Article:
According to annual performance reviews, nearly all government employees are good at their jobs. Less than 1 percent of the federal workforce receive unsatisfactory performance reviews, according to recent analysis by the Government Accountability Office (GAO).
Analysis of federal employee performance reviews revealed that 61 percent of non-executive staff were ranked in the top two categories — “outstanding” and “exceeds fully successful.” About 39 percent of employees were considered “fully successful” in annual reviews. Less than one percent received reviews “less than successful” or “unsatisfactory.”
Every federal agency is required to conduct an annual employee review, but the GAO said that performance appraisals should be “more than simply checking off boxes,” and that agencies may need to raise the standard of success for workers. “A cultural shift might be needed among agencies and employees to acknowledge that a rating of “fully successful” is already a high bar and should be valued and rewarded and that “outstanding” is a difficult level to achieve,” the GAO said.
Outside the federal workforce, satisfaction with the government’s performance is low, according to a Pew Research survey conducted last year. “At a general level, the public finds the government frustrating and badly managed. Just 20% say the federal government runs its programs well, and 59% say it is in need of “very major reform,” up 22 percentage points since 1997.”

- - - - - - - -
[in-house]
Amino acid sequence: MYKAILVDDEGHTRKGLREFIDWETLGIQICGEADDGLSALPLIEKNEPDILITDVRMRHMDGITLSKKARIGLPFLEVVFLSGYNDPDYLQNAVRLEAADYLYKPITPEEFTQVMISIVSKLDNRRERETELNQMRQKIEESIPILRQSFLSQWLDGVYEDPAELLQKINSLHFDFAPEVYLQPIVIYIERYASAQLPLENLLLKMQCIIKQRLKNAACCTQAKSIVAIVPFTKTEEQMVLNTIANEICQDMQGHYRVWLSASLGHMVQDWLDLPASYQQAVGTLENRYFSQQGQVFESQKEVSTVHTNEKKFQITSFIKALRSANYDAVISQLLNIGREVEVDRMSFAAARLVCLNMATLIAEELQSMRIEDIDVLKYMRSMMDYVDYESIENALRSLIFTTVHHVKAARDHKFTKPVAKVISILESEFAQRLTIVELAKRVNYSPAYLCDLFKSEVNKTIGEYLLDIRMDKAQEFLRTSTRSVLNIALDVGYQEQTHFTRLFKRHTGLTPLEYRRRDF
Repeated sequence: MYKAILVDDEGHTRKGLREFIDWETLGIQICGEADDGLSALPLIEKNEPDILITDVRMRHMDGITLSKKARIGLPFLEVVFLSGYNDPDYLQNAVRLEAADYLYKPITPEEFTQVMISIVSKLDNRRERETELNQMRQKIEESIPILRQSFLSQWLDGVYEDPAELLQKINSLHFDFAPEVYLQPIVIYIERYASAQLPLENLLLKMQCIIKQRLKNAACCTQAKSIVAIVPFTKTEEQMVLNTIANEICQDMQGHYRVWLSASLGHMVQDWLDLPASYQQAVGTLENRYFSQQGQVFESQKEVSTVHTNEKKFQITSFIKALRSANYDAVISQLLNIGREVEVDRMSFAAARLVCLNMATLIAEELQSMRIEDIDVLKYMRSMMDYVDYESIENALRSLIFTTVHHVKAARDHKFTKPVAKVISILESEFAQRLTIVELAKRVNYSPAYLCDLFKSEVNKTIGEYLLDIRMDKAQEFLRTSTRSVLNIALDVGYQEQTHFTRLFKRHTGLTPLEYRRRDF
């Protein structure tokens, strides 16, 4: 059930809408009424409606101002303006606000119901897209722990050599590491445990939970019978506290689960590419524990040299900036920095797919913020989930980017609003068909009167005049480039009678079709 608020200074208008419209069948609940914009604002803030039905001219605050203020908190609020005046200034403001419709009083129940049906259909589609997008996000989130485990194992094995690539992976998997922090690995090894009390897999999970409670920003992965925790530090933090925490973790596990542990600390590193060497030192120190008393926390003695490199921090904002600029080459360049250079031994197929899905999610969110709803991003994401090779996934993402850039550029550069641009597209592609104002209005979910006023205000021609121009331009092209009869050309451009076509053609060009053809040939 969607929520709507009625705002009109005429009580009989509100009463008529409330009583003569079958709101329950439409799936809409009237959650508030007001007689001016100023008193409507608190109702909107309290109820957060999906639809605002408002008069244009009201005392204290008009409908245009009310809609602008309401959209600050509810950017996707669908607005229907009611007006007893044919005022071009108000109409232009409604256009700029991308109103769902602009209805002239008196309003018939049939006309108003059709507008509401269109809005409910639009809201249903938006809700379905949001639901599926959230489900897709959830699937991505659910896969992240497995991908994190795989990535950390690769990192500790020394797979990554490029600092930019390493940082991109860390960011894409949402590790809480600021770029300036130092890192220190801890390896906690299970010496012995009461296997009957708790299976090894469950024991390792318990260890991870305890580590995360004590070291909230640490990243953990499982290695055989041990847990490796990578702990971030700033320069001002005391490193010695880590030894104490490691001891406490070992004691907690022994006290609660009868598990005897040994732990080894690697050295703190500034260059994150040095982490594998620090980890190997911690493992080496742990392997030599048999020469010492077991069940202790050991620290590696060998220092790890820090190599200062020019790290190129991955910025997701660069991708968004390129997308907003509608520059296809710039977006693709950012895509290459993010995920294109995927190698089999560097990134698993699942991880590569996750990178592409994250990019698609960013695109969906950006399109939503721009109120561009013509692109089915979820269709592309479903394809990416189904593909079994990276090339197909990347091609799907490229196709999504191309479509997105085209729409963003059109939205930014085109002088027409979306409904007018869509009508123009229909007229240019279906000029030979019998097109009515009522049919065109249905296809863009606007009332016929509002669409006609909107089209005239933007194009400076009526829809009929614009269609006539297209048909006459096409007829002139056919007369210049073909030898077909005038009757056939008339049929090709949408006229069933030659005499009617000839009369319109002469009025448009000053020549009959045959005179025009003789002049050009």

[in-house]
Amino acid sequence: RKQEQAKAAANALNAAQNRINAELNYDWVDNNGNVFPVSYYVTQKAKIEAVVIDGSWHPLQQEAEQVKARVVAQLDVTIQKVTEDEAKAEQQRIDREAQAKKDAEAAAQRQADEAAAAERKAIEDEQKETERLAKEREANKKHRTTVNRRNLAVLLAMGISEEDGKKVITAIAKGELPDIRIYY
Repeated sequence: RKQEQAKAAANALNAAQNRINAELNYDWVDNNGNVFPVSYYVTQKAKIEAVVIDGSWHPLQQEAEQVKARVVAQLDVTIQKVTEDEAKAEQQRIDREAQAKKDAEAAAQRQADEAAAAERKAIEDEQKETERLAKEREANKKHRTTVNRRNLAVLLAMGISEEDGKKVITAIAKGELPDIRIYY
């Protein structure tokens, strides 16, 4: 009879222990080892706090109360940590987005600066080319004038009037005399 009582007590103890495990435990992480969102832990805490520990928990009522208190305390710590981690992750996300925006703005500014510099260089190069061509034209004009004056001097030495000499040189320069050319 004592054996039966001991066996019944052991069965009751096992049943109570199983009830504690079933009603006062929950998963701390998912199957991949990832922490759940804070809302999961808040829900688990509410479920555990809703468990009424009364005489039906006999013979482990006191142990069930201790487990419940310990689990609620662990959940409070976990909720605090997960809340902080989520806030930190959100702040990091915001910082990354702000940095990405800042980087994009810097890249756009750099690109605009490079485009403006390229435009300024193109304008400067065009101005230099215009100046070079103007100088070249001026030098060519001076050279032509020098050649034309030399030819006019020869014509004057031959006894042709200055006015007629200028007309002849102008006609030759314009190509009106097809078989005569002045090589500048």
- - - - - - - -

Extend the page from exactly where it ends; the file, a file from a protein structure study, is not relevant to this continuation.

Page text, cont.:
In a statement to the Washington Post, Sen. Ron Johnson said that “if government managers simply give essentially every employee a passing grade, then at best they are encouraging mediocrity and at worst they are failing to hold accountable those who fail to serve the public well.”
The GAO admitted that measuring federal employee’s performance has been difficult. “Developing modern, credible and effective employee performance management systems has been a long-standing challenge for federal agencies,” the GAO said in the report to the House Committee on Homeland Security and Government Affairs, which requested the study.
The GAO studied all available data from 2013 federal performance reviews. All civilian federal agencies, except legislative and judicial branch employees, intelligence agencies, and the U.S. Postal Service, were included in the study.
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